Applying the general principles of Catholic Social Teaching to any piece of legislation is a delicate exercise. This is especially true in the case of immigration legislation, for instance the UK Government’s 2020 Immigration Bill.
The Catechism states: “More prosperous nations are obliged, to the extent they are able, to welcome the foreigner in search of the security and the means of livelihood which he cannot find in his country of origin.” The first caveat is that the country must be in a position to welcome immigrants and do so to the extent that they are able to accommodate them. Relevant factors might include the supply of labour, housing, public services etc. Indeed, the Compendium of Social Teaching notes the importance of such considerations: “Regulating immigration according to criteria of equity and balance is one of the indispensable conditions for ensuring that immigrants are integrated into society with the guarantees required of their human dignity”. The second caveat is that the immigrants in question must be unable to find security or adequate means of a livelihood in their home country. In reality, this is a low hurdle as a developed country like the UK offers a better livelihood than might be found in many other counties.
The teaching of the Catechism represents a distillation of multiple papal pronouncements and encyclicals, which in response to prevailing challenges – such as industrialisation, warfare and globalisation — evince a gradual development in nuance and maturity. Among the numerous encyclicals concerning immigration, Pope Pius XII’s Apostolic Constitution Exsul Familia (1952) is especially significant. It opens with a reminder that the Holy Family were refugees fleeing to Egypt, before recalling the Church’s long tradition of caring for migrants down the centuries. The second part of Pius XII’s document establishes a department for Migration Affairs “to foster and promote by every apt means [Catholic migrants’] welfare, especially spiritual”.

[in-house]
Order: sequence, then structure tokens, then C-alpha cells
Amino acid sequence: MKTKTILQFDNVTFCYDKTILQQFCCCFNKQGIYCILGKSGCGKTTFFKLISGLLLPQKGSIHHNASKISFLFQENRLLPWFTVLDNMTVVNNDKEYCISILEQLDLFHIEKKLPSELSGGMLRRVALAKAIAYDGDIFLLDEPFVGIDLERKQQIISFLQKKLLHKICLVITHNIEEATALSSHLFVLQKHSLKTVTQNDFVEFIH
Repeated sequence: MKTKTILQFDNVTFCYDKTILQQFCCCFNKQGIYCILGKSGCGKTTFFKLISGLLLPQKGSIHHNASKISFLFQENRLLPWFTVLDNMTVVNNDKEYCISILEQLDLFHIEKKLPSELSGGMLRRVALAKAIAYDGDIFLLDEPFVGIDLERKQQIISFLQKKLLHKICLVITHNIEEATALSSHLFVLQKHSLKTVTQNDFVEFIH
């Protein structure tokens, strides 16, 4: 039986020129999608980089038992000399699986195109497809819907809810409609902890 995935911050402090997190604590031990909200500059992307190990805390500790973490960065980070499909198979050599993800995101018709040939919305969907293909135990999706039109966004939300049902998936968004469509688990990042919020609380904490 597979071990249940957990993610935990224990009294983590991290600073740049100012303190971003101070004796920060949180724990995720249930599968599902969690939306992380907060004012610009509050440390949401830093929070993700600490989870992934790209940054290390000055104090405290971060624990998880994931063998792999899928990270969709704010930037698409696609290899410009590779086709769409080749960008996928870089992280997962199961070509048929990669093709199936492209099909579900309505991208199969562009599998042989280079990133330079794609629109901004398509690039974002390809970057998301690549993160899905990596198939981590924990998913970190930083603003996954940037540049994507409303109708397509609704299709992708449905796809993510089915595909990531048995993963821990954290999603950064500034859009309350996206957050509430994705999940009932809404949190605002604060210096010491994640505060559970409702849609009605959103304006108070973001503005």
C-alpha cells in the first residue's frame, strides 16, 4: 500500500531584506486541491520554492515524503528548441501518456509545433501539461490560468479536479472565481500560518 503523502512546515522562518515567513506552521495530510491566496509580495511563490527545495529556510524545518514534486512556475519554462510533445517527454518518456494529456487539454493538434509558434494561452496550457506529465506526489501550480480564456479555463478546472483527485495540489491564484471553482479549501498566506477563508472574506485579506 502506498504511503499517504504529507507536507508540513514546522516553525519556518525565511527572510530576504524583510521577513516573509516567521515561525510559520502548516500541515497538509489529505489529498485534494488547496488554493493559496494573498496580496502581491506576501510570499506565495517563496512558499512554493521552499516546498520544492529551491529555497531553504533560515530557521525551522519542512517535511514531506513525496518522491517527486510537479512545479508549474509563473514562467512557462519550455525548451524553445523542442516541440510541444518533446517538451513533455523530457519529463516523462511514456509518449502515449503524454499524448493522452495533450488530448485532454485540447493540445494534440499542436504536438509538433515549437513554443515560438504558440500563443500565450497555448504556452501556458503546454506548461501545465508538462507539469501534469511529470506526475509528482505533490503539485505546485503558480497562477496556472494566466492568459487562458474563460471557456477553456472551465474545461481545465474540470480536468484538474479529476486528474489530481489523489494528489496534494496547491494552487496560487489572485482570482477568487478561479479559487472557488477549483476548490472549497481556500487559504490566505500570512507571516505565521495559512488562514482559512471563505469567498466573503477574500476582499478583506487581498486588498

Pope Francis has extended the reach and increased the profile of this work so that “Migrants & Refugees” now forms a section within the Dicastery for Promoting Integral Human Development, led by Cardinal Turkson. This reflects the Pope’s personal concern for the welfare of migrants, a hallmark of his pontificate.
In a nutshell, the Church stands with migrants as brothers and sisters in need, and recognises their substantial contribution. It demands respect for their human dignity, irrespective of their motive or circumstance. This concern derives not only from the fact that many migrants are Catholic, but also from the Church’s broader pastoral mission to promote the common good of humanity.
The Church’s approach is often one of constructive criticism. The Holy See and many episcopal conferences were recently active in negotiations on the UN Global Compact for Migration, which aims to implement safe, orderly and regular migration in all parts of the world.
Ultimately, Catholic Social Teaching makes no objection to the principle of controlled immigration. Indeed, there may be good reasons to restrict the inflow of migrant workers: the Church is not blind to the challenges of settlement and integration, and does not seek to place unreasonable demands upon nation states, or advocate for open borders. Rather, it acknowledges the limits of governments even as it challenges them to go further in welcoming those in need.
Br Samuel Burke OP is Catholic Chaplain at the University of Edinburgh